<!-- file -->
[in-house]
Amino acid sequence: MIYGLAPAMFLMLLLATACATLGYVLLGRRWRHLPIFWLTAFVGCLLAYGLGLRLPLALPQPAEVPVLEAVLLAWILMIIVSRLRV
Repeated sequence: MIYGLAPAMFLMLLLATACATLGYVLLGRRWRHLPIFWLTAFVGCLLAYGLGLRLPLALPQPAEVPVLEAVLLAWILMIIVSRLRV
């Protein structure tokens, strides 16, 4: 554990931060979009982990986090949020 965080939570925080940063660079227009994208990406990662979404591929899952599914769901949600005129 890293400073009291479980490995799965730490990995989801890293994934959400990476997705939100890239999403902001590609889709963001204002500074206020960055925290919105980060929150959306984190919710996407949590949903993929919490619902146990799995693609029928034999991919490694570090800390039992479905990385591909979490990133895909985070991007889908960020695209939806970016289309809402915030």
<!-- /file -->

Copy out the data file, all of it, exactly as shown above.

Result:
[in-house]
Amino acid sequence: MIYGLAPAMFLMLLLATACATLGYVLLGRRWRHLPIFWLTAFVGCLLAYGLGLRLPLALPQPAEVPVLEAVLLAWILMIIVSRLRV
Repeated sequence: MIYGLAPAMFLMLLLATACATLGYVLLGRRWRHLPIFWLTAFVGCLLAYGLGLRLPLALPQPAEVPVLEAVLLAWILMIIVSRLRV
């Protein structure tokens, strides 16, 4: 554990931060979009982990986090949020 965080939570925080940063660079227009994208990406990662979404591929899952599914769901949600005129 890293400073009291479980490995799965730490990995989801890293994934959400990476997705939100890239999403902001590609889709963001204002500074206020960055925290919105980060929150959306984190919710996407949590949903993929919490619902146990799995693609029928034999991919490694570090800390039992479905990385591909979490990133895909985070991007889908960020695209939806970016289309809402915030």